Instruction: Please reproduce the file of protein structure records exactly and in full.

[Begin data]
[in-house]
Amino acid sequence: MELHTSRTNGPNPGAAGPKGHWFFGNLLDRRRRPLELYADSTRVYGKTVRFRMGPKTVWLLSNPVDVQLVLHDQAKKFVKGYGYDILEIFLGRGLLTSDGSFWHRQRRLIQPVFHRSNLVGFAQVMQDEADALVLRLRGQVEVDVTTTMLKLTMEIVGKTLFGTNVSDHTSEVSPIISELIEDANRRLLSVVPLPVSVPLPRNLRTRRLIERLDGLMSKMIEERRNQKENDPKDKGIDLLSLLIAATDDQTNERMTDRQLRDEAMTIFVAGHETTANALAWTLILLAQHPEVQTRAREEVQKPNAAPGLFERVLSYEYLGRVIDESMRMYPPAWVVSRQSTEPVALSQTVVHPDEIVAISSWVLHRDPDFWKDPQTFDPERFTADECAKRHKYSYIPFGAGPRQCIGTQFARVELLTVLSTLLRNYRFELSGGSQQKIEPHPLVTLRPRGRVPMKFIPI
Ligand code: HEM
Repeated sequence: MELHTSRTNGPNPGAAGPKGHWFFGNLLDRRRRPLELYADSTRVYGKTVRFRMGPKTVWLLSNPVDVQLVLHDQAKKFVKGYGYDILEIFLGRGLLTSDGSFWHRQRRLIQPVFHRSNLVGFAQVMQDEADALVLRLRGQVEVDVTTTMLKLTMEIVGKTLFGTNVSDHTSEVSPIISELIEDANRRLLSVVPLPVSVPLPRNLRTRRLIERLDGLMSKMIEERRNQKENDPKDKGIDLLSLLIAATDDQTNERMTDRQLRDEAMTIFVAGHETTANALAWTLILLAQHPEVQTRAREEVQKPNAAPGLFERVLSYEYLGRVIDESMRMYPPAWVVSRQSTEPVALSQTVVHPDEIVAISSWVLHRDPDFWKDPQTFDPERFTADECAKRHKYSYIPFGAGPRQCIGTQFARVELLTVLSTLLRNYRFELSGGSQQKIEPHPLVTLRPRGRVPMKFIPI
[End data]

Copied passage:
[in-house]
Amino acid sequence: MELHTSRTNGPNPGAAGPKGHWFFGNLLDRRRRPLELYADSTRVYGKTVRFRMGPKTVWLLSNPVDVQLVLHDQAKKFVKGYGYDILEIFLGRGLLTSDGSFWHRQRRLIQPVFHRSNLVGFAQVMQDEADALVLRLRGQVEVDVTTTMLKLTMEIVGKTLFGTNVSDHTSEVSPIISELIEDANRRLLSVVPLPVSVPLPRNLRTRRLIERLDGLMSKMIEERRNQKENDPKDKGIDLLSLLIAATDDQTNERMTDRQLRDEAMTIFVAGHETTANALAWTLILLAQHPEVQTRAREEVQKPNAAPGLFERVLSYEYLGRVIDESMRMYPPAWVVSRQSTEPVALSQTVVHPDEIVAISSWVLHRDPDFWKDPQTFDPERFTADECAKRHKYSYIPFGAGPRQCIGTQFARVELLTVLSTLLRNYRFELSGGSQQKIEPHPLVTLRPRGRVPMKFIPI
Ligand code: HEM
Repeated sequence: MELHTSRTNGPNPGAAGPKGHWFFGNLLDRRRRPLELYADSTRVYGKTVRFRMGPKTVWLLSNPVDVQLVLHDQAKKFVKGYGYDILEIFLGRGLLTSDGSFWHRQRRLIQPVFHRSNLVGFAQVMQDEADALVLRLRGQVEVDVTTTMLKLTMEIVGKTLFGTNVSDHTSEVSPIISELIEDANRRLLSVVPLPVSVPLPRNLRTRRLIERLDGLMSKMIEERRNQKENDPKDKGIDLLSLLIAATDDQTNERMTDRQLRDEAMTIFVAGHETTANALAWTLILLAQHPEVQTRAREEVQKPNAAPGLFERVLSYEYLGRVIDESMRMYPPAWVVSRQSTEPVALSQTVVHPDEIVAISSWVLHRDPDFWKDPQTFDPERFTADECAKRHKYSYIPFGAGPRQCIGTQFARVELLTVLSTLLRNYRFELSGGSQQKIEPHPLVTLRPRGRVPMKFIPI